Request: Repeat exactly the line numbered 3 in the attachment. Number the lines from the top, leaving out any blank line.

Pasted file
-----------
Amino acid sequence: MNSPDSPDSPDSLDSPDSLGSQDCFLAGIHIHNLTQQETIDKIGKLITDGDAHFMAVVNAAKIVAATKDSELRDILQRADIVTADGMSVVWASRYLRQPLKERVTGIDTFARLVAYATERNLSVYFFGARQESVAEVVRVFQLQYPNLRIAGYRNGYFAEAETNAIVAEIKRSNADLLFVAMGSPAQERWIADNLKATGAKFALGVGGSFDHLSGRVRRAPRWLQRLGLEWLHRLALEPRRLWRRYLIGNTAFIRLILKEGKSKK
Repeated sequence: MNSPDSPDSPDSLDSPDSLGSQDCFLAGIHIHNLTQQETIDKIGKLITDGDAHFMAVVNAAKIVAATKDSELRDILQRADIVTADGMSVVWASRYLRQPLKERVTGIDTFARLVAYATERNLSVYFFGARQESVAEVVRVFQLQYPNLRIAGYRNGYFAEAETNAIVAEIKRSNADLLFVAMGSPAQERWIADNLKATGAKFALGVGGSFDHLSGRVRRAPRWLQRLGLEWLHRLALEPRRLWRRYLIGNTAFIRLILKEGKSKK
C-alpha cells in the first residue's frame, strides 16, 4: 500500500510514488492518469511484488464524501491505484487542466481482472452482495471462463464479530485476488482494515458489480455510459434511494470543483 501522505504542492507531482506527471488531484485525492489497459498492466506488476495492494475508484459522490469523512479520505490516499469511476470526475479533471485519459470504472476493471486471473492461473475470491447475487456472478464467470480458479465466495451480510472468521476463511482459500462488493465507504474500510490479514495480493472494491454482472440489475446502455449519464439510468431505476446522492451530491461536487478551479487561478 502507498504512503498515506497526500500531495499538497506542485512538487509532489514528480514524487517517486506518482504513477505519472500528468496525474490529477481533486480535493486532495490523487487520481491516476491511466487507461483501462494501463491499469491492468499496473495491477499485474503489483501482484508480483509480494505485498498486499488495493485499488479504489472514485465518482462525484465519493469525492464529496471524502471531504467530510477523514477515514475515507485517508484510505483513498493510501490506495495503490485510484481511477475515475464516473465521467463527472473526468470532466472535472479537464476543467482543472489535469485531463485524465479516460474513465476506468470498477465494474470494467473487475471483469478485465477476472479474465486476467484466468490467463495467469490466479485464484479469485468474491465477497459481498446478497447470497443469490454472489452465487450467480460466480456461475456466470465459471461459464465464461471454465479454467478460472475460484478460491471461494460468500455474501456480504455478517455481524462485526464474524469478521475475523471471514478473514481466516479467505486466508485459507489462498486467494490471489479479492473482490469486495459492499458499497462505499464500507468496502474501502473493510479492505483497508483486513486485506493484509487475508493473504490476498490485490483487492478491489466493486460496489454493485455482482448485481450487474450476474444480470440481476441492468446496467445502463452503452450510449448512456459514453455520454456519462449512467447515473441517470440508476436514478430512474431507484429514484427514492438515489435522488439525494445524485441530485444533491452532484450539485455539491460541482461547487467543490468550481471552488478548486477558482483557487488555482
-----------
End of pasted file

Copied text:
C-alpha cells in the first residue's frame, strides 16, 4: 500500500510514488492518469511484488464524501491505484487542466481482472452482495471462463464479530485476488482494515458489480455510459434511494470543483 501522505504542492507531482506527471488531484485525492489497459498492466506488476495492494475508484459522490469523512479520505490516499469511476470526475479533471485519459470504472476493471486471473492461473475470491447475487456472478464467470480458479465466495451480510472468521476463511482459500462488493465507504474500510490479514495480493472494491454482472440489475446502455449519464439510468431505476446522492451530491461536487478551479487561478 502507498504512503498515506497526500500531495499538497506542485512538487509532489514528480514524487517517486506518482504513477505519472500528468496525474490529477481533486480535493486532495490523487487520481491516476491511466487507461483501462494501463491499469491492468499496473495491477499485474503489483501482484508480483509480494505485498498486499488495493485499488479504489472514485465518482462525484465519493469525492464529496471524502471531504467530510477523514477515514475515507485517508484510505483513498493510501490506495495503490485510484481511477475515475464516473465521467463527472473526468470532466472535472479537464476543467482543472489535469485531463485524465479516460474513465476506468470498477465494474470494467473487475471483469478485465477476472479474465486476467484466468490467463495467469490466479485464484479469485468474491465477497459481498446478497447470497443469490454472489452465487450467480460466480456461475456466470465459471461459464465464461471454465479454467478460472475460484478460491471461494460468500455474501456480504455478517455481524462485526464474524469478521475475523471471514478473514481466516479467505486466508485459507489462498486467494490471489479479492473482490469486495459492499458499497462505499464500507468496502474501502473493510479492505483497508483486513486485506493484509487475508493473504490476498490485490483487492478491489466493486460496489454493485455482482448485481450487474450476474444480470440481476441492468446496467445502463452503452450510449448512456459514453455520454456519462449512467447515473441517470440508476436514478430512474431507484429514484427514492438515489435522488439525494445524485441530485444533491452532484450539485455539491460541482461547487467543490468550481471552488478548486477558482483557487488555482